Lyle La Faver lives in Alameda.
Aerobic Exercises: Oh My Aching Body
Out of shape at age 79, I decided it was time to begin exercising. I signed up for an aerobic fitness class at Mastick Senior Center. Wow, was I in for a surprise. The class is almost non-stop for nearly two hours. It has at least 50 senior citizens. The instructor is Alameda native Julie Manown, an American-certified aerobics instructor. She’s taught aerobic classes since 1995, and is dynamic and personable.
On Mondays and Fridays I exercise with Julie. She begins with warm-up exercises, stretching and squats instructing us to tighten our abdomens, keep the tummy tucked in tight and breath in as you squat and exhale as you come back to a standing position. She has us start slow for four counts and then speed up for several minutes.
Squats are hard for me to do, but I’m not going to quit. There is slow progress. We’re told to shake out our legs, immediately followed by working out with weights. We start with holding the weights straight out from the body and do slow curls for four counts. Then we speed up the curls.
Another exercise involves holding the weights out to the side of our bodies, palms and elbows up. The weights are then lifted in a curl, but end up over the head and pointing down behind the shoulders. This also starts out slow, then speeds up.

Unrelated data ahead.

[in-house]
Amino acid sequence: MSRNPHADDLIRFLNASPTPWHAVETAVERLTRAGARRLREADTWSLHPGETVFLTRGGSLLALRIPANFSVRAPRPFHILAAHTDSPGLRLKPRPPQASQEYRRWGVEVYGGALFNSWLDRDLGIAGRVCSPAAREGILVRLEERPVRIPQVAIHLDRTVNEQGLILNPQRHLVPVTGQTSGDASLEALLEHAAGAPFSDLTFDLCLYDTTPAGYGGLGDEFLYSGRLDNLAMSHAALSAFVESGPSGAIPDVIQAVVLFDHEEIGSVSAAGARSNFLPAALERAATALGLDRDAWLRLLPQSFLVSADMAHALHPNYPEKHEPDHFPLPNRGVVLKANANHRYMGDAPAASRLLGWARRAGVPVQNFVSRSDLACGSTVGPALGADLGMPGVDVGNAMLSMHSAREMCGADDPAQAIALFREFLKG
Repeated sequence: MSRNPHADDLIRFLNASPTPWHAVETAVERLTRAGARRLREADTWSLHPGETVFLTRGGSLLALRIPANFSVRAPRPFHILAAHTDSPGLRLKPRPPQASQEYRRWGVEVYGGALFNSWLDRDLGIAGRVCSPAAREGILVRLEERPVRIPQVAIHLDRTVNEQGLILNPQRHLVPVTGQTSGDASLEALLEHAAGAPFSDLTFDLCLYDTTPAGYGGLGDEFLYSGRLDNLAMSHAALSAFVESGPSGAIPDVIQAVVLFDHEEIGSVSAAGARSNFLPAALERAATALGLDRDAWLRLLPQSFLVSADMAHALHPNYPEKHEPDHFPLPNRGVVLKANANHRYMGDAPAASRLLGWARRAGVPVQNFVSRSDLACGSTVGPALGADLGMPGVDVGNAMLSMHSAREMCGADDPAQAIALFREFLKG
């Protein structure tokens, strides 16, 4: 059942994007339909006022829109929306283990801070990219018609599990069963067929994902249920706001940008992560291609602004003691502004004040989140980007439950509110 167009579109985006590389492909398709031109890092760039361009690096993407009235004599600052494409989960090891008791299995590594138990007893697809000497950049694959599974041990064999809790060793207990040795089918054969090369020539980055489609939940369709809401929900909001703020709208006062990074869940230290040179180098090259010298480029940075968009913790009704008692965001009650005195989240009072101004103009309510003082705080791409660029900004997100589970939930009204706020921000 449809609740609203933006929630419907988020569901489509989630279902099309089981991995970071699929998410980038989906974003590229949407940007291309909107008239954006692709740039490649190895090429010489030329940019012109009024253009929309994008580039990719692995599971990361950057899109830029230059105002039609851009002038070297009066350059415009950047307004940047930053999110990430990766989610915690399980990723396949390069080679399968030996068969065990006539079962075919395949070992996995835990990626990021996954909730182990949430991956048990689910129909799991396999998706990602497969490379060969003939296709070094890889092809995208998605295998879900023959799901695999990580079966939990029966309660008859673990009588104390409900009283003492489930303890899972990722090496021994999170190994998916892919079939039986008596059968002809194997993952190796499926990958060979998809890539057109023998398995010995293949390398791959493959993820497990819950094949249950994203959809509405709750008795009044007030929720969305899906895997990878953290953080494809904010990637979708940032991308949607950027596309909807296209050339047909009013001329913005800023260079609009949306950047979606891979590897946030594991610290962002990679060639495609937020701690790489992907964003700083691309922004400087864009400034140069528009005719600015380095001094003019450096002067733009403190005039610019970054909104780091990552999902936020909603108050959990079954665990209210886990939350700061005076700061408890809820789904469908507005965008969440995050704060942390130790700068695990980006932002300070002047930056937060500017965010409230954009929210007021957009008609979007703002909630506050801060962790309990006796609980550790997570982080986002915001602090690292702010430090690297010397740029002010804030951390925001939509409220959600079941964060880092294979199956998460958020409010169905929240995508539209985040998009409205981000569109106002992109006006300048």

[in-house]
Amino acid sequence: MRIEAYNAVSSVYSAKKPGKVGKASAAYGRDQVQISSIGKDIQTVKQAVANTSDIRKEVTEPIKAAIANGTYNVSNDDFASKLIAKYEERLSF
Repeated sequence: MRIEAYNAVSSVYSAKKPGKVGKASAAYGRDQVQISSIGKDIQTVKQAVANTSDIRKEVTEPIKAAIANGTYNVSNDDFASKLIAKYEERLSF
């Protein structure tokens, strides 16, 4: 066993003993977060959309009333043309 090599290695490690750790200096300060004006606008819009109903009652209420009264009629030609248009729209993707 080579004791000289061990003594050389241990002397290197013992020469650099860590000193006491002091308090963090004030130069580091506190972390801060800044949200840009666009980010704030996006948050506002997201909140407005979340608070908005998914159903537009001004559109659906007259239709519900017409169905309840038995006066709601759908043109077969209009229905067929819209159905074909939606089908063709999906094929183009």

Oh yes, Julie does the exercises with us. We only break for water, weights, chairs and floor mats.
To be certified by the American Fitness Association Julie studied anatomy, kinesiology (mechanics and anatomy in relation to human movement), bone structure and the body’s pulmonary system. She also earned a Cardio Pulmonary Resuscitation Health Certificate.
“I fell in love with teaching,” Julie says. She likes to add dance steps to exercises, like “cha, cha, cha.” also allows her to do things like add dance steps to the exercises. She has a step exercise which involves a “cha, cha, cha.”
She loves ballroom dancing with her husband, Myron, whom she met in 1979. Four days later he proposed and she accepted with the provision that they never leave Alameda. They are parents of four grown children and have a three-year-old granddaughter.
She follows a family tradition of performing. Her mother was a dancer. Her father, Al Zohn, a Dixieland Jazz musician led a band called the Rhythm Kings. They were on radio stations KYA and KFRC in the 1930s and 40s. Her father’s music career began in vaudeville on the East Coast in the 1920s.
Besides Julie, her parents had five sons, all musicians who joined their father as Rhythm Kings. This is where Julie’s musical interest and performing began as a figure skater on ice at eight years of age.
She skated for the San Moritz Skating Club based in Dublin and San Bruno. She also became a member of the United States Figure Skating Association.
In 1992, she won a bronze medal skating in an international precision skating contest in Portland, Ore.
She ended her figure skating career in 1992, after having trouble walking and underwent two hip replacements. She attributes this to stresses on her body resulting from figure skating.
In 1995, she received certification from the American Fitness Association. She began teaching aerobic exercises at the American Family Fitness Center in Brentwood.